The Miseducation of Cameron Post (aka Come As You Are) review by Mark McPherson - Cinema Paradiso
Teenage sexuality is awkward and frightening, especially if it leads one down unfamiliar territory. Having such feelings and desires can be very difficult to process and come to terms with. Some people never come to terms with it. The Miseducation of Cameron Post comes as a cautionary tale of when adults try to rectify sexual desires away from the Christian definition of being impure and immoral. It’s unacceptable for such families to believe that their son or daughter may have desires for the same gender. It must be a lack of faith. What other reason could there be?
The film takes place in the 1990s as a bit of hope that this ugliness of American culture is behind us, which it isn’t. Cameron Post (Chloë Grace Moretz) is established as a teenage girl that tries to conceal her lesbian desires, but can’t keep them locked away. She lets them loose on prom night where she whisks another girl to her car for an intimate encounter. Her male date discovers her in the car and she’s busted. Her parents are outraged. There is only one thing to do in their mind; conversion therapy.
One long car ride with the Christian propaganda station on the car radio, Cameron arrives at a camp established for turning gay teens into straight adults. It’s all smiles and assurances from camp counselor Reverend Rick (John Gallagher Jr.). Fewer smiles are to be had with the all-business Dr. Lydia Marsh (Jennifer Ehle), whose methods have apparently been successful enough to rescue Rick from a gay bar. Offering further assurance of the program’s effectiveness is Cameron’s roommate, Erin (Emily Skeggs), having made great progress in repressing her urges. All Cameron can think about is wanting to go down on Erin while watching a movie in dreams so real she can hardly tell what is the reality.
Could you blame her? Repressing your sexual urges within a camp setting doesn’t seem real. One of their exercises seems so strange; a drawing of an iceberg where the campers must write down their homosexual urges that have manifested their impure thoughts. In a moment where Cameron reads all the urges on the wall that are seen as a sin, it’s but humanizing and shocking to read into what other teenagers experience and how they view themselves as people for enjoying something of an attraction to the other gender.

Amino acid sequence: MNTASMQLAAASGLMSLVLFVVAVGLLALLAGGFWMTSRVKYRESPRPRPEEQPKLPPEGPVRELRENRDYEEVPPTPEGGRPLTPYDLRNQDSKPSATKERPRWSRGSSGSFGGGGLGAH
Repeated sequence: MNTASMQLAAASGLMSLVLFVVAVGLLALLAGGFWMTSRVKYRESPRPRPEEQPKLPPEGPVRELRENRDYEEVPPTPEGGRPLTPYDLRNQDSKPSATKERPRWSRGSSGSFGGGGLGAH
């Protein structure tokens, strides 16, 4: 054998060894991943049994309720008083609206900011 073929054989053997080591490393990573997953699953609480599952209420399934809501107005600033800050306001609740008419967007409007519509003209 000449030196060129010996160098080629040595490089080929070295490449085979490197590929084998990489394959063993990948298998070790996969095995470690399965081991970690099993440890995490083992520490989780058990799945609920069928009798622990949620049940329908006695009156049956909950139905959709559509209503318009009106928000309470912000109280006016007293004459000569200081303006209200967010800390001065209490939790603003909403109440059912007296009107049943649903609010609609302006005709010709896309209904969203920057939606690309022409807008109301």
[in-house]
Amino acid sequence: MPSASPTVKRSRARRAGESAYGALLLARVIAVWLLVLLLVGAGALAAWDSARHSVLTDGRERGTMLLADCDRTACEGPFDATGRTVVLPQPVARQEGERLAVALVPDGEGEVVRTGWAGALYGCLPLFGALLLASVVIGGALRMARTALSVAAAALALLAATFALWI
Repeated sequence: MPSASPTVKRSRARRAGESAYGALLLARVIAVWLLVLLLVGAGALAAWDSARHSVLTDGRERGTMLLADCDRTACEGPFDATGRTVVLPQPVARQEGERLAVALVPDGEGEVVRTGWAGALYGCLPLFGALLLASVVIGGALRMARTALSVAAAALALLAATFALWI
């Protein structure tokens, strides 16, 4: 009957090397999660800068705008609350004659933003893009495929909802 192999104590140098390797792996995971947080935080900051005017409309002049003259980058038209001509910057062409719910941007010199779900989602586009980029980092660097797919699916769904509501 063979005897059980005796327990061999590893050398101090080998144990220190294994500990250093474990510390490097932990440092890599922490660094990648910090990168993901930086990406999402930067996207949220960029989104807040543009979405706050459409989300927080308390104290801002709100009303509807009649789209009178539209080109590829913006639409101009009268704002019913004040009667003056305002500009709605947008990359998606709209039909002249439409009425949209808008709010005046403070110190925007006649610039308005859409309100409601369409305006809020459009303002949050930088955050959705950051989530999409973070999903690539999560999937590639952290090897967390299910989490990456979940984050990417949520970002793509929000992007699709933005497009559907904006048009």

Of course, the kids are kept here against their will, only allowed home when their strictly Christian parents deem them suitable enough for society. They are bitterly frustrated with being ostracized from society and their families. It isn’t long before one of them snaps and mutilates himself in hopes that removing their genitals will prevent any sexual advances. After all, if you can’t prevent your sexual urges, cutting off sexual parts seems acceptable considering the nature of the camp that wants everything swept under the rug.
This film is incredibly hard to watch at times, but also very sobering. Perhaps the best scene is in how the camp deals with the aftermath of the genital mutilation. The counselors try to explain it delicately and quietly, keeping everything as low-key as they can to avoid the obvious which Cameron states; “You people have no idea what you’re doing. You’re just making it up as you go along.” When homosexuality cannot be tamed, those who want to control it will try to find a way to sweep it away as little more than a disorder. But there is no control short of persecution and genocide; everything else is just repression which eats away at the soul, to the point where even Rick finds the denying unbearable.
The film ends on a bittersweet note where Cameron and her gay camp friends escape the camp, but by their own means. Their parents will not help and the government, despite launching an inquiry after the incident, does nothing. There is no help coming from the gay community. The sad truth is that many teenagers do depart and run away to escape such torturers. The film, while strictly blunt in its messaging of sexuality and religious foul play, makes this a staggering piece of drama, equal parts tough and important.